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Thread: Advice on Water Heater Replacement

  1. #1
    DIY Member jrejre's Avatar
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    Default Advice on Water Heater Replacement

    Hi. My hot water heater is 12 years old now. I know what can happen when a heater fails and plan to replace it before it goes. That also gives me time to think about what best suits my needs and shop.

    I'd like opinions on what I am thinking. First of all, although I am not expert plumber, I have done plenty of handy homeowner work. I've repiped about 75% of my first home, relocated gas water heater, etc. Yet every place I call seems to insist that I shouldn't do this myself. Any idea why? The home is pretty new, has 4" gravity venting, fresh air source, etc.

    Secondly - I currently have a 50 gallon AO Smith 40K BTU unit. It has provided good service - with now problems other than the proverbial TP valve leak (I already replaced the valve). I have liked the AO Smith unit and have liked it better than (much) older Rheem units I've owned. I think I'd like to buy another AO Smith, but can't seem to find a local source other than contractors that want to install it too. As soon as I tell them I want to install it, the "unit alone" price is then almost the same as the installed price (clearly over priced). One of the local plumbing supply places will sell me direct, but carrys Bradford White. I've never owned a BW.

    Any opinions on AO Smith vs. Bradford (or other brands). I think I've figured out that there are now only 4 mfgs in the US, right?

    Next question... What type to buy. It's installed in an unfinished basement. Natural gas. 4" gravity vent already there although it would be easy to run horizontal PVC venting. We have 4 people normally here and pretty often have 1 or 2 house guests. We do run out of hot water pretty often. Not all the time... but, with 2 teenage girls that seem to shower forever... well, you know. All it takes is a shower or two while doing laundry or running the dishwasher and Dad (me) is left with a cold water shower. I am thinking about a 65 or 75 gallon NG unit. I would rather put the money into an efficient, long lasting unit. I also have a whirlpool tub that we use a few times/month that takes the whole 50 gallons.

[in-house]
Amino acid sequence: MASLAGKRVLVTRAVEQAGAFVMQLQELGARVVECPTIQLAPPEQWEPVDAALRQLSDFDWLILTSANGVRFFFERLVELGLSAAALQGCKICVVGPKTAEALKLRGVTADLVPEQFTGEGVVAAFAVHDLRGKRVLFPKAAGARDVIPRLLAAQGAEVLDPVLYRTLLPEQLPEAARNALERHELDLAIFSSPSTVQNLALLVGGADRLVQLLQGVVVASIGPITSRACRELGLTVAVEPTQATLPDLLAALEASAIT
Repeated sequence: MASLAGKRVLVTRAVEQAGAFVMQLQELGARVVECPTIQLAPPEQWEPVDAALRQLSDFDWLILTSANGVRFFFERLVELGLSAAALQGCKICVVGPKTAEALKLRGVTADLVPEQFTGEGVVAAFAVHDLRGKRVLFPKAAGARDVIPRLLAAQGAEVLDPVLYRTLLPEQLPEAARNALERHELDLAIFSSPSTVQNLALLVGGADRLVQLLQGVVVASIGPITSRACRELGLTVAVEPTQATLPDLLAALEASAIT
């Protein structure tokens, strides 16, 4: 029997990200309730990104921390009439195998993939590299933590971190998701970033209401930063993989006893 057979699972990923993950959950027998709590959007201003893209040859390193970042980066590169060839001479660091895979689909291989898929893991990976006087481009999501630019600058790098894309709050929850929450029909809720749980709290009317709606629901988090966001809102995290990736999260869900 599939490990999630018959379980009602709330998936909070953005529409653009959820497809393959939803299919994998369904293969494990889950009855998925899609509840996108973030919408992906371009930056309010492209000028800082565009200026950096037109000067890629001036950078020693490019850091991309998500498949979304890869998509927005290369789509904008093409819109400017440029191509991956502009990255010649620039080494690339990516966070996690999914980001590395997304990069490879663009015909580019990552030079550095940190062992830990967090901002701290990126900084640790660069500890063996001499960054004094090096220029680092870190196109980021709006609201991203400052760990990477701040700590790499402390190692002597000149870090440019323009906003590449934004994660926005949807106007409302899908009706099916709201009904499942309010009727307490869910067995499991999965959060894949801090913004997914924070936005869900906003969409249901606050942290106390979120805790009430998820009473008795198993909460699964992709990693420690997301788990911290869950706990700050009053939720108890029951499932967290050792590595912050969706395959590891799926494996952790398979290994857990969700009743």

I'm thinking about the AO Smith ProMax plus High Recovery 50 or 65 gallon (60K/65K BTU) or maybe even going to a commercial model - the Cyclone XHE 120 gallon (smallest size for that model)

    http://www.hotwater.com/frame.html?t...NT/reshome.htm

    http://www.hotwater.com/frame.html?t...al/comhome.htm



    Any opinions on which unit would be best? Are the commercial units typically longer lasting in residential applications?

    Thanks for your help.

  2. #2
    Moderator & Master Plumber hj's Avatar
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    Default wh

    Last question first. A commercial heater may last longer than a residential one, but if it doesn't they normally have much shorter warrranty periods than a residential model. Second, you might be hard pressed to find a commercial model with a 4" flue, and since the burner size is limited by the flue size, the commercial model would not provide any more hot water than the residential unit with the same btu input. With a 4" flue your maximum burner size will be about 75,000 btu. The reason they advise you not to install it yourself is that you may put the new one in exactly like the old one, but there is no guarantee that it was installed properly.

  3. #3
    Plumber jimbo's Avatar
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    Default